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Hollywood actress and humanitarian Angelina Jolie, also a longstanding special envoy for the United Nations High Commissioner for Refugees (UNHCR), has voiced strong criticism of Israel for its military actions in Gaza. Her comments, particularly highlighting the human toll and calling Gaza “an open-air prison for nearly two decades,” signal an increasing frustration of people, including artists and celebrities with the ongoing horrendous siege and bombardment of Gaza.

In a statement posted on Instagram, Jolie condemned what she described as “the deliberate bombing of a trapped population” in the densely populated Palestinian enclave, fearing it was "becoming a mass grave." She accused global leaders of "complicity in these crimes" for their silence and demanded a humanitarian ceasefire. This follows the Israel army's massive bombardment of Jabalia refugee camp, causing significant casualties and displacement of up to 1000 Palestinians. After an attach by Hamas on October 7, Israel declared war and began striking Gaza, killing more than 9,000 Palestinians, including more than 3,000 children.


Nearly 250 celebrities, including Ben Affleck, Gigi Hadid, Jessica Chastain, and Drake, as part of Artists4Ceasefire, signed a letter to President Biden calling for a cease-fire in the Israel’s carpet bombing of Gaza. The letter emphasises the group's united stance as artists and advocates deeply affected by the loss of lives in both Israel and Palestine. Highlighting the dire humanitarian situation in Gaza, the letter stresses the U.S. government's crucial diplomatic role in ending the suffering and upholding compassion and international law. The group, which includes several Oscar and Grammy winners, articulates a strong desire to prevent further bloodshed and vows not to remain silent on the ongoing crisis. American actress and singer Zendaya took to her official Instagram account to show solidarity with the Palestinians in Gaza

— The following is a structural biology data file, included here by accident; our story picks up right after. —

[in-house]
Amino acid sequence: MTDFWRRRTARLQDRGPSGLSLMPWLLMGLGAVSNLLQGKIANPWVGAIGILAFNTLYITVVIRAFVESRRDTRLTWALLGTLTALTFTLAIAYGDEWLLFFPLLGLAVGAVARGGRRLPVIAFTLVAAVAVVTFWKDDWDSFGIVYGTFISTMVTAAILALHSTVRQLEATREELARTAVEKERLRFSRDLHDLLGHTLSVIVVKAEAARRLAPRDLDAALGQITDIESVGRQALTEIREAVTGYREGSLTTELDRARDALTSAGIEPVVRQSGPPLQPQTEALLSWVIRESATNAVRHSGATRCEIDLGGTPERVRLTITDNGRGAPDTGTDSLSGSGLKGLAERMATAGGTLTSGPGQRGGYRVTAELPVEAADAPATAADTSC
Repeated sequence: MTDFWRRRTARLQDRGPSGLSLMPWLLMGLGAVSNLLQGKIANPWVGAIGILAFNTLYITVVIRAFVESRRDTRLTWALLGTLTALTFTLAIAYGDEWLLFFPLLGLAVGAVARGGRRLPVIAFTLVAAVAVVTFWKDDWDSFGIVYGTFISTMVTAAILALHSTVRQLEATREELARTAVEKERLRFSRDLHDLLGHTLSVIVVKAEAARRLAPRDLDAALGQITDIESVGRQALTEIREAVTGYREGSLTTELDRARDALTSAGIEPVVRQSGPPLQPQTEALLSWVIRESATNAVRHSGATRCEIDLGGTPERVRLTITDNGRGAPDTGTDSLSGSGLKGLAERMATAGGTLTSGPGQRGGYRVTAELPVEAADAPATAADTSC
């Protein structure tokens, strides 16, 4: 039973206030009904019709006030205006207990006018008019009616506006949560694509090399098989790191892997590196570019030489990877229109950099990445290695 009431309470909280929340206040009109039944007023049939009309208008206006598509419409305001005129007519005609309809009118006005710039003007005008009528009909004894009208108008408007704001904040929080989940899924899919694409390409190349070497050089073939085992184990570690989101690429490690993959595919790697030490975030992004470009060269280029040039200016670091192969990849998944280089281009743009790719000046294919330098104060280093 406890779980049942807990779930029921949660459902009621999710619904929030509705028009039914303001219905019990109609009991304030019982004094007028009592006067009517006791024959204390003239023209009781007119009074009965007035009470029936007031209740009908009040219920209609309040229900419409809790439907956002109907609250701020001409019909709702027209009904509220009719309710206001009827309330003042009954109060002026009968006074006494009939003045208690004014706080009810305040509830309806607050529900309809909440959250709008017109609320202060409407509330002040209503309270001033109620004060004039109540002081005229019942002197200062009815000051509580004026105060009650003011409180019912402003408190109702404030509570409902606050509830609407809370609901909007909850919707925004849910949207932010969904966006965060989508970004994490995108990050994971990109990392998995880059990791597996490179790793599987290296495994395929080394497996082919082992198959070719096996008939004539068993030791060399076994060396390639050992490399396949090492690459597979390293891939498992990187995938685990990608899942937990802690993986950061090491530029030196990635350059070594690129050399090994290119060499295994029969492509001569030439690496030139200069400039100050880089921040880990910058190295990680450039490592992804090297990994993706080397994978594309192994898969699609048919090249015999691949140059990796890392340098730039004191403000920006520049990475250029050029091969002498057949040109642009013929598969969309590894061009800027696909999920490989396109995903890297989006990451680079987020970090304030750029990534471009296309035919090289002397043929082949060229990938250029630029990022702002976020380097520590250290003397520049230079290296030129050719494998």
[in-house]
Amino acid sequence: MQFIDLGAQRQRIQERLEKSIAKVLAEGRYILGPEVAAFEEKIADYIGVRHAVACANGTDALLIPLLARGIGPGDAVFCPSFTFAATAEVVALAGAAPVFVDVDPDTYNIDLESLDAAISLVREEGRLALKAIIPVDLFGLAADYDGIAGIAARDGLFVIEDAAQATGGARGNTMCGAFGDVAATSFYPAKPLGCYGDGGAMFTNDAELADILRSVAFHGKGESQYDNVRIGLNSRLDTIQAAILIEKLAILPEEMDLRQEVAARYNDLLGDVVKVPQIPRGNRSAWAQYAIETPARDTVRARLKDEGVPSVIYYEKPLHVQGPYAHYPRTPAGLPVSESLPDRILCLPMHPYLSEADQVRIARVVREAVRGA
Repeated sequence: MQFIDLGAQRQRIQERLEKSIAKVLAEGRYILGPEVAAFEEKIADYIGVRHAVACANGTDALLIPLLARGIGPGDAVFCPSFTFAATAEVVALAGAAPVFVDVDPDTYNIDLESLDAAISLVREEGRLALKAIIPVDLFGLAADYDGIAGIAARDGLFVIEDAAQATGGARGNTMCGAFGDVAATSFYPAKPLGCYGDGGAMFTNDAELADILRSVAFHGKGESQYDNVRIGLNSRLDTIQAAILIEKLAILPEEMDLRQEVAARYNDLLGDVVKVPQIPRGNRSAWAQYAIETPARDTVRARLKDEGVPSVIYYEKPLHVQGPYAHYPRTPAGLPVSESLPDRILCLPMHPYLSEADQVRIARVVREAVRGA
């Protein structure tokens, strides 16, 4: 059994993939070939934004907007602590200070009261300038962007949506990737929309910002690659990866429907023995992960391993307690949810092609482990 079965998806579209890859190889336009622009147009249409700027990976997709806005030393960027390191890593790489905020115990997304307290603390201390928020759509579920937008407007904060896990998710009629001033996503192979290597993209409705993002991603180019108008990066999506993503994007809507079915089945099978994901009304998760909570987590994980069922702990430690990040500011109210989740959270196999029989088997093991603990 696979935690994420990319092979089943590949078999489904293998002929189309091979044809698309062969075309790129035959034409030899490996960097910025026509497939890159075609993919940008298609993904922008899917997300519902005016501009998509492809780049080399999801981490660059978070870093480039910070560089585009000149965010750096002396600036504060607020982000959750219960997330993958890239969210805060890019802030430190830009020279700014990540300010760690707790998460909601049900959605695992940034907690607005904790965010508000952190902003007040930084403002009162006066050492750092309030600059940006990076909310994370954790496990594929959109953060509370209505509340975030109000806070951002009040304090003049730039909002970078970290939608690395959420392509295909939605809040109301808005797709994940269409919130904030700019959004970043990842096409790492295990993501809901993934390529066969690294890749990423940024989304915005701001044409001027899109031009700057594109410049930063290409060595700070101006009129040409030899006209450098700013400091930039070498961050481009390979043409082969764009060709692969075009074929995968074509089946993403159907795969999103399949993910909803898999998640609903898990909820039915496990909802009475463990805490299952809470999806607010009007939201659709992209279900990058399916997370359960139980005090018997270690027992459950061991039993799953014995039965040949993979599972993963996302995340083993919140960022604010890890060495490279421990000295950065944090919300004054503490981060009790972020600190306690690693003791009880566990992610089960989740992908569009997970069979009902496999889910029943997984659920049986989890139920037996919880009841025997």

Possible repercussions

Jolie’s open criticism of Israel aligns her with other celebrities who have previously faced serious professional and personal consequences for similar positions.

Roger Waters, The Pink Floyd co-founder, recognised for his staunch criticism of Israeli policies and his support for the BDS movement, has faced numerous efforts to discredit him and harm his career due to his views. ”The Israeli government sees me as an existential threat to their settler colonialist racist apartheid regime and they've done everything that they can think of to discredit me and try and destroy my career and if possible destroy me and my family.” Waters says in a video released online.  

”This whole story for me didn't start till 2006 when I went to Palestine. I saw apartheid in action.” Waters continues. ”I saw them and it's inconsolable the way they treat them [Palestinians] and they kill them; they just openly kill them; they shoot them all the time. Dead! And they bomb them dead, and so I've been doing everything that I possibly can to expose that bit and I will continue to do so.”